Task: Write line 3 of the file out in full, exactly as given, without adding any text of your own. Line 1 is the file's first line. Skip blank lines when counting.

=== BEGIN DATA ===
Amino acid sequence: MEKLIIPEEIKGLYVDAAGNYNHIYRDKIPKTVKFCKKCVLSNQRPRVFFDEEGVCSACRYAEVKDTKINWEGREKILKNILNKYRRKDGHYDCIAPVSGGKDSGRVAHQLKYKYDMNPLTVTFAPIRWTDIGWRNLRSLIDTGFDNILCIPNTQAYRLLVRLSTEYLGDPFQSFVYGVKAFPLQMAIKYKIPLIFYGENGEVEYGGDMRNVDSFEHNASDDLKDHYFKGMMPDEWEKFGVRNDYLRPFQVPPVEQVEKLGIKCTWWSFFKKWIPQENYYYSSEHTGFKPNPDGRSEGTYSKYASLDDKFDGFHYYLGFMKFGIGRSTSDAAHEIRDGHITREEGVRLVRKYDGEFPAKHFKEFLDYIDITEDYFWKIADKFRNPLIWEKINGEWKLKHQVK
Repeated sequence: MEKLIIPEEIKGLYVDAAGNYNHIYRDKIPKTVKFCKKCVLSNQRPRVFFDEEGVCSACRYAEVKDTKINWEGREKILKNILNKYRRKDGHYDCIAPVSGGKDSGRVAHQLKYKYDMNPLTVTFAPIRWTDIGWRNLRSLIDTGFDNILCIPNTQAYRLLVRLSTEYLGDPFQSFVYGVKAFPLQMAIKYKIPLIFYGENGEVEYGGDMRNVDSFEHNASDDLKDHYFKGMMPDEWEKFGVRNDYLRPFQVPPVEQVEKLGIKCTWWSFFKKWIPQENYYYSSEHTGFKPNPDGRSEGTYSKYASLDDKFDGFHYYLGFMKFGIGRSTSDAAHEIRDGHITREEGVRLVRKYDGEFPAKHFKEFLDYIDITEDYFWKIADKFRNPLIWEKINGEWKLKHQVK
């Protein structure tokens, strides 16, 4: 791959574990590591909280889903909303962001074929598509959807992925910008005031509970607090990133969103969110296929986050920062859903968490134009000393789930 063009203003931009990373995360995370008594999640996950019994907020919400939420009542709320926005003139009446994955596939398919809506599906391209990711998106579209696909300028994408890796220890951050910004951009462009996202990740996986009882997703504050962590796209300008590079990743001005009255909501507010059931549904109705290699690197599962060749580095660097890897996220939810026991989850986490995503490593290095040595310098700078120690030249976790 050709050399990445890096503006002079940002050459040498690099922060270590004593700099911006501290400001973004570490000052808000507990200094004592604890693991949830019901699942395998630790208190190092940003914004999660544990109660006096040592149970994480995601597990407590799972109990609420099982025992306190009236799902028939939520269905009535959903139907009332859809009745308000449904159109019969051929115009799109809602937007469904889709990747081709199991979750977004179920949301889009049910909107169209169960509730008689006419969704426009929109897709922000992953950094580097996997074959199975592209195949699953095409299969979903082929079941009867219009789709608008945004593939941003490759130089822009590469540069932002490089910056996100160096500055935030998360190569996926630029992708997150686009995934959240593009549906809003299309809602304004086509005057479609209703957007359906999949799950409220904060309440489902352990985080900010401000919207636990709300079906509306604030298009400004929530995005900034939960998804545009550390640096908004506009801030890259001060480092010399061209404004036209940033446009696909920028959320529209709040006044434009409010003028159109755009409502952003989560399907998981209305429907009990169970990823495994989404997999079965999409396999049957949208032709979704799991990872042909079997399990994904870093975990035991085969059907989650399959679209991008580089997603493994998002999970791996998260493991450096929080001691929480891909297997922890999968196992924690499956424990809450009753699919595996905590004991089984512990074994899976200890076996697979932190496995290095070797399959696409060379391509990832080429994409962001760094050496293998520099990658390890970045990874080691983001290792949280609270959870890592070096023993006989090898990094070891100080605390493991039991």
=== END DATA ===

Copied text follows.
């Protein structure tokens, strides 16, 4: 791959574990590591909280889903909303962001074929598509959807992925910008005031509970607090990133969103969110296929986050920062859903968490134009000393789930 063009203003931009990373995360995370008594999640996950019994907020919400939420009542709320926005003139009446994955596939398919809506599906391209990711998106579209696909300028994408890796220890951050910004951009462009996202990740996986009882997703504050962590796209300008590079990743001005009255909501507010059931549904109705290699690197599962060749580095660097890897996220939810026991989850986490995503490593290095040595310098700078120690030249976790 050709050399990445890096503006002079940002050459040498690099922060270590004593700099911006501290400001973004570490000052808000507990200094004592604890693991949830019901699942395998630790208190190092940003914004999660544990109660006096040592149970994480995601597990407590799972109990609420099982025992306190009236799902028939939520269905009535959903139907009332859809009745308000449904159109019969051929115009799109809602937007469904889709990747081709199991979750977004179920949301889009049910909107169209169960509730008689006419969704426009929109897709922000992953950094580097996997074959199975592209195949699953095409299969979903082929079941009867219009789709608008945004593939941003490759130089822009590469540069932002490089910056996100160096500055935030998360190569996926630029992708997150686009995934959240593009549906809003299309809602304004086509005057479609209703957007359906999949799950409220904060309440489902352990985080900010401000919207636990709300079906509306604030298009400004929530995005900034939960998804545009550390640096908004506009801030890259001060480092010399061209404004036209940033446009696909920028959320529209709040006044434009409010003028159109755009409502952003989560399907998981209305429907009990169970990823495994989404997999079965999409396999049957949208032709979704799991990872042909079997399990994904870093975990035991085969059907989650399959679209991008580089997603493994998002999970791996998260493991450096929080001691929480891909297997922890999968196992924690499956424990809450009753699919595996905590004991089984512990074994899976200890076996697979932190496995290095070797399959696409060379391509990832080429994409962001760094050496293998520099990658390890970045990874080691983001290792949280609270959870890592070096023993006989090898990094070891100080605390493991039991």